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Solid-State Lighting Solution Shines Bright

May 15, 2009
The energy efficiency of light-emitting diodes (LEDs) is expected to equal the most efficient white light sources by 2010, according to the U.S. Department

The energy efficiency of light-emitting diodes (LEDs) is expected to equal the most efficient white light sources by 2010, according to the U.S. Department of Energy (DOE), Washington, D.C. However, a new solid-state lighting (SSL) solution from Toronto-based Remco Solid State Lighting is striving to make this objective a reality sooner rather than later.

Spurred to action by the Blackout of 2003 and influenced by advances in LED technology, Ron Russell, Remco's chief technology officer and inventor of the company's offline 120VAC mains-operated SSL light engine, spent more than four years developing the technology and resulting LED-based streetlight. According to the company, the SSL light engine technology achieves maximum power efficiency of up to 98% using a high-voltage low-current LED array this is coupled to a proprietary thermal management system and driven by a power control system in which the LED array bootstraps its own power level. The technology reduces the power supply/driver electronics part count, enabling low-profile, fully integrated SSL luminaire designs.

“We've achieved optimal power efficiency to drive LEDs to enable optimal energy-efficient lighting efficacies to replace general lighting on a lumens-per-lumens, lux-per-lux basis,” says Mark Matthews, Remco's president and CEO.

The LED light engine is being used to drive an LED-based streetlight prototype installed at Camp Borden Military Base, located north of Toronto (See Photo). The company says the LED streetlight, which has been burning 10 hours a day, seven days a week, 30 days a month since May 10, 2007, is outperforming the existing high-pressure sodium (HPS) street lighting at the military base.

“The objective here was to replace an existing light with an LED lighting solution that provides energy savings and is a direct lighting replacement,” says Russell. “With this technology, you don't have to compromise on the brightness of the light, and that's important. Nobody wants to have a poorly lit street just to save energy.”

Field tests conducted at Camp Borden confirm a 20% energy savings at 40.1 usable lumens per watt, even taking into account the losses incurred by retrofitting the LED lighting fixture within an HPS fixture. In addition, more than 20% of the usable lumens output was absorbed by the standard HPS cobra head lens. Otherwise, 5,300 usable lumens, or 48 usable lumens per watt, would have been generated, according to Matthews.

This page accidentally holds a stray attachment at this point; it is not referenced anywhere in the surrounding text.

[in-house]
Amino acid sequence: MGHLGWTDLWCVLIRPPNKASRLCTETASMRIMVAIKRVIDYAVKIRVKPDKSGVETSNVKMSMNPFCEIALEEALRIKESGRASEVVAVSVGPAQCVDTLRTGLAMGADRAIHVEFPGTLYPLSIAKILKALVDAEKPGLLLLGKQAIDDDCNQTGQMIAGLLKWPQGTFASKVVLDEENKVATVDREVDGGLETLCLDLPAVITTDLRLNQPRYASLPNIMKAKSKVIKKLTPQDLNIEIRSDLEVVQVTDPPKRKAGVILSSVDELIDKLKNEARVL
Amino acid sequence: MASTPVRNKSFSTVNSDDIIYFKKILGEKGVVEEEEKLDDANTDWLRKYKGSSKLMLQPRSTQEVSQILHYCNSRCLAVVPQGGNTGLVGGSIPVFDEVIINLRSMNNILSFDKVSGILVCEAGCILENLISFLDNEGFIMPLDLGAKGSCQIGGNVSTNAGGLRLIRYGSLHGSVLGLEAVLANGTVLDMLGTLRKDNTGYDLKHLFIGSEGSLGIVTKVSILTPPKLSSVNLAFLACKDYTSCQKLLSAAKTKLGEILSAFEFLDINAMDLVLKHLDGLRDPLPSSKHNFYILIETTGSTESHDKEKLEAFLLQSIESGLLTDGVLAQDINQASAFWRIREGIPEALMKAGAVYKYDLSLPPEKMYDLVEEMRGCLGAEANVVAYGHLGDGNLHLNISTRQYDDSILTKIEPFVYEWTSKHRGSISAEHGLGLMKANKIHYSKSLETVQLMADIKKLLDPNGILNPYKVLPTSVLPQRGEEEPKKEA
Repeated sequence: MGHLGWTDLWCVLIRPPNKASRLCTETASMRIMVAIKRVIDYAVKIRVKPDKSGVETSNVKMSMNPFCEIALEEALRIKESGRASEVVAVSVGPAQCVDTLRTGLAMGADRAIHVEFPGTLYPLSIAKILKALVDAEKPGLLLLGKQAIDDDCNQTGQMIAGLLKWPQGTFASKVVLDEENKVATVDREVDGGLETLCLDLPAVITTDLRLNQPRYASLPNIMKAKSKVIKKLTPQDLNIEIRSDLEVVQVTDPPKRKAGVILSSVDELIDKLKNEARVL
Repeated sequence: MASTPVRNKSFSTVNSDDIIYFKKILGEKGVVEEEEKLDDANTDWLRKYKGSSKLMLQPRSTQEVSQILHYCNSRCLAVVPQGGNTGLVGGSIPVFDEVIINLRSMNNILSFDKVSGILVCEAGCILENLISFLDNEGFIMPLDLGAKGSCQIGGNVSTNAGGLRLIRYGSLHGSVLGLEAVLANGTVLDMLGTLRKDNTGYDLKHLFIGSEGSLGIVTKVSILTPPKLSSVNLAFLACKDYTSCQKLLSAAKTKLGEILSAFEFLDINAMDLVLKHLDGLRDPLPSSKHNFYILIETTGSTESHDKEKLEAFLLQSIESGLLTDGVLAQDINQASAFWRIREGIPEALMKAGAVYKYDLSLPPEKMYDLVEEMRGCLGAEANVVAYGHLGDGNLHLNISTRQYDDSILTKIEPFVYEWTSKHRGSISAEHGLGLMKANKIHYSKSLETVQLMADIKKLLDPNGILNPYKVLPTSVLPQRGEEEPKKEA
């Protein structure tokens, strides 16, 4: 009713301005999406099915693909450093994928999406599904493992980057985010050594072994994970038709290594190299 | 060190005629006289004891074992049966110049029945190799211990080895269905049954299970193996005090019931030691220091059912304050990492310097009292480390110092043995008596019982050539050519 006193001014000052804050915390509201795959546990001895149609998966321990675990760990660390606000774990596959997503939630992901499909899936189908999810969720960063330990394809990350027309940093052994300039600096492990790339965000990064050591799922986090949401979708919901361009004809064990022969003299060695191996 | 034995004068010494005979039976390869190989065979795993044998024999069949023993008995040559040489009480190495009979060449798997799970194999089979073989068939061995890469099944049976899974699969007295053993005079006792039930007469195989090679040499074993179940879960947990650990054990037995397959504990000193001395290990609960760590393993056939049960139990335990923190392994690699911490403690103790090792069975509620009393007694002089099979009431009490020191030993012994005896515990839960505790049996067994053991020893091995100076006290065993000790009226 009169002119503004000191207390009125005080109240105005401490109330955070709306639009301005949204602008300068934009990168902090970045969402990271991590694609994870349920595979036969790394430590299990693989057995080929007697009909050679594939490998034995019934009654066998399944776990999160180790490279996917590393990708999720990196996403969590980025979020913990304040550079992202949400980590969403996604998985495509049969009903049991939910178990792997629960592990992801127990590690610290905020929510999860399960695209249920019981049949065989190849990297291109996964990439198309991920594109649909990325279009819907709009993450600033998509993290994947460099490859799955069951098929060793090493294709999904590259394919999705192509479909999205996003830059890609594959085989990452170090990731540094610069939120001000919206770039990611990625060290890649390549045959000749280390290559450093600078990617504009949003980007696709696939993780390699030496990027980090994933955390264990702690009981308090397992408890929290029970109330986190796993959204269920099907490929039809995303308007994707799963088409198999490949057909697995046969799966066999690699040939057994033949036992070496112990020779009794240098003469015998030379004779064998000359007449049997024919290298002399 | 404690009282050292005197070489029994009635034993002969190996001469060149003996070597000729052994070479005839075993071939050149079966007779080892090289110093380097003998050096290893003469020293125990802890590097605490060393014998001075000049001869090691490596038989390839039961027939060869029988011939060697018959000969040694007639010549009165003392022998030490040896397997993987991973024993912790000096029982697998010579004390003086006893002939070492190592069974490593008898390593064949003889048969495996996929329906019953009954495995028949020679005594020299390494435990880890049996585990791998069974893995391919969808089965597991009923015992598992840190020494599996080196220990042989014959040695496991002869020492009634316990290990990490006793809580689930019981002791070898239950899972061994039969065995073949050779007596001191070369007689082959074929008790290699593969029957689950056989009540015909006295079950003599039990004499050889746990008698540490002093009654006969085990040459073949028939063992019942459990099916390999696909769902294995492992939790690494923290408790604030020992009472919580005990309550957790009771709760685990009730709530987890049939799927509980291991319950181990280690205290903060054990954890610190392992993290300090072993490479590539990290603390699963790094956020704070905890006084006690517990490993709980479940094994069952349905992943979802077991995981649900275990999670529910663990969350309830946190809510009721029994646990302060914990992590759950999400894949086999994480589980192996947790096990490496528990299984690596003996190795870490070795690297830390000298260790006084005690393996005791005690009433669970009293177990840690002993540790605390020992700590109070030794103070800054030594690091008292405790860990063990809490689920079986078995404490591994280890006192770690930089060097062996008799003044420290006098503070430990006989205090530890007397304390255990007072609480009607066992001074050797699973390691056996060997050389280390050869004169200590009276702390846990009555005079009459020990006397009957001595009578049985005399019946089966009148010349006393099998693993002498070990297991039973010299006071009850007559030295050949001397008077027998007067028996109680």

Alex Savu, energy manager at Camp Borden who conducted the pilot field tests, verifies the findings, saying that compared to the conventional HPS streetlights, which consume 138 watts of power (100-watt HPS bulb plus the ballast that consumes an additional 38 watts), the Remco prototype consumed only 111 watts to generate 4,470 usable lumens.

“We would have to change our current units 10 times before changing on of their [Remco's] units,” Savu says. “The way we operate our lights, their units will last 27.4 years.”

Based on the success of the prototype, Remco is currently developing a commercial LED streetlight that will replace cobra heads with a goal of 50% energy savings.

“This is a significant contribution toward reducing global warming, especially for utilities, municipalities, cities, towns and regions that are demanding LED streetlighting now to reduce green house gas emissions and accumulate carbon credits,” says Matthews.

The quality of the light, near-zero maintenance, and reduced waste management costs are additional benefits of the LED streetlight technology noted by Matthews.

For more information, contact Mark Matthews at [email protected].

Remco cobra head retrofit luminaire with prismatic refractor

• White LEDs: 108 • Lumen output: 4,470 • Maximum candlepower: 1,380 • Mounting height: 25 ft • Correlated color temperature: 5,577°K • Color rendering index: 73.2


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